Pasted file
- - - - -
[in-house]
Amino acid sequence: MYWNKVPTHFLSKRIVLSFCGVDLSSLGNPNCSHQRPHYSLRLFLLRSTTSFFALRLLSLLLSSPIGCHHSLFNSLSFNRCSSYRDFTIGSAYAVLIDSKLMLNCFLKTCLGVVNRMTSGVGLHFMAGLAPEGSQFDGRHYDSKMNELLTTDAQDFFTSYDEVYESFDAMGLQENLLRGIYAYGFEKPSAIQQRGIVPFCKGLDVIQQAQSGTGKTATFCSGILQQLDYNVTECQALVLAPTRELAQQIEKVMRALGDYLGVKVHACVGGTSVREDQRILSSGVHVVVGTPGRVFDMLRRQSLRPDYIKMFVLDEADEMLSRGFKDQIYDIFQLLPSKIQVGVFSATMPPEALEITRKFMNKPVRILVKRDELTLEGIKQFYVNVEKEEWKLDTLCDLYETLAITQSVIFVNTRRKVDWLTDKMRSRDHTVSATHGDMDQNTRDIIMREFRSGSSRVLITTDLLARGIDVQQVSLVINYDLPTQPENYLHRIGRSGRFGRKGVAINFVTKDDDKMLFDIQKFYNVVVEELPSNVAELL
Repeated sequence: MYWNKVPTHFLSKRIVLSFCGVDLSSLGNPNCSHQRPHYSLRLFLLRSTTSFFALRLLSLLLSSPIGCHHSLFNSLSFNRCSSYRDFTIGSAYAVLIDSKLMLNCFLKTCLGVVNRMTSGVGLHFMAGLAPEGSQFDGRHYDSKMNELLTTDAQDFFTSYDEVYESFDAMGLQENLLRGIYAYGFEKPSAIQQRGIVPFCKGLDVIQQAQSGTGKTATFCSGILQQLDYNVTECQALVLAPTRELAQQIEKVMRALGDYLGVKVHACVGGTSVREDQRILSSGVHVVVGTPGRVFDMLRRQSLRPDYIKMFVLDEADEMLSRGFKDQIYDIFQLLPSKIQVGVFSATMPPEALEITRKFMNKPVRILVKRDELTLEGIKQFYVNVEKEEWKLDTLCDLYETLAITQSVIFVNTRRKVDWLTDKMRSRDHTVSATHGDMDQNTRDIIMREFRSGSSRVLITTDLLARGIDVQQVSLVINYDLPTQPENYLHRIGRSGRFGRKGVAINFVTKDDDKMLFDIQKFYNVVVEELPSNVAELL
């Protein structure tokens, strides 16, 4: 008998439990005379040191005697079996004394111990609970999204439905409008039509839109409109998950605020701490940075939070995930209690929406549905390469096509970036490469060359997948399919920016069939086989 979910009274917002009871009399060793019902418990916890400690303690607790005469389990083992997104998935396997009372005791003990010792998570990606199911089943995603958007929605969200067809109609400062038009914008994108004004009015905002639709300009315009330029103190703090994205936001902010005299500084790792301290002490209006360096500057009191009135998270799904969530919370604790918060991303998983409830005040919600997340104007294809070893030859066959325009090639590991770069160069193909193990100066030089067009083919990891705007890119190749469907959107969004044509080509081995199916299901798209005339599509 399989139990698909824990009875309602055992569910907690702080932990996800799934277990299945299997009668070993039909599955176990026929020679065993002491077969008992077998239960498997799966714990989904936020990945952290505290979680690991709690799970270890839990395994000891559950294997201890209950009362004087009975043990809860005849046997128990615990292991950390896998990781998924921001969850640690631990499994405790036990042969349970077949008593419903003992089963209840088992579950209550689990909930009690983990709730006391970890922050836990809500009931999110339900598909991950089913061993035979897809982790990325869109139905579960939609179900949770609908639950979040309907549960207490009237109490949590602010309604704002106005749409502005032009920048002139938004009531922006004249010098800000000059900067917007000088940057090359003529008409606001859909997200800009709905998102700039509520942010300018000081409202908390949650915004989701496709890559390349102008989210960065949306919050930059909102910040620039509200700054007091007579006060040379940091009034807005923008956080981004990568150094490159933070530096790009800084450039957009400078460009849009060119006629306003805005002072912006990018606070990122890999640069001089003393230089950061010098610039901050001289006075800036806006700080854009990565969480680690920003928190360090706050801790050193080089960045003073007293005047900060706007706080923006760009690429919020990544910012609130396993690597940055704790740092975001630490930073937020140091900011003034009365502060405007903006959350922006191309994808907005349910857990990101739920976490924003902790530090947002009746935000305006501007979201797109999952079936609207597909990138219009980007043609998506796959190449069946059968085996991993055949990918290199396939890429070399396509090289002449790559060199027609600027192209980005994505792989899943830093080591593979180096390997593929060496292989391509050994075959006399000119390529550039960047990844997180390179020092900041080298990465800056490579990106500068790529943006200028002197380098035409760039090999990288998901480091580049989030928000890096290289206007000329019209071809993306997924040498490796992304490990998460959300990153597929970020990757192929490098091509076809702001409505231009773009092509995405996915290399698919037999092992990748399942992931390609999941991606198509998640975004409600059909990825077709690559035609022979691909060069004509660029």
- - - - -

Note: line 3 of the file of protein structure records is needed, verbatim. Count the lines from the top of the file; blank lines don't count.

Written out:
Repeated sequence: MYWNKVPTHFLSKRIVLSFCGVDLSSLGNPNCSHQRPHYSLRLFLLRSTTSFFALRLLSLLLSSPIGCHHSLFNSLSFNRCSSYRDFTIGSAYAVLIDSKLMLNCFLKTCLGVVNRMTSGVGLHFMAGLAPEGSQFDGRHYDSKMNELLTTDAQDFFTSYDEVYESFDAMGLQENLLRGIYAYGFEKPSAIQQRGIVPFCKGLDVIQQAQSGTGKTATFCSGILQQLDYNVTECQALVLAPTRELAQQIEKVMRALGDYLGVKVHACVGGTSVREDQRILSSGVHVVVGTPGRVFDMLRRQSLRPDYIKMFVLDEADEMLSRGFKDQIYDIFQLLPSKIQVGVFSATMPPEALEITRKFMNKPVRILVKRDELTLEGIKQFYVNVEKEEWKLDTLCDLYETLAITQSVIFVNTRRKVDWLTDKMRSRDHTVSATHGDMDQNTRDIIMREFRSGSSRVLITTDLLARGIDVQQVSLVINYDLPTQPENYLHRIGRSGRFGRKGVAINFVTKDDDKMLFDIQKFYNVVVEELPSNVAELL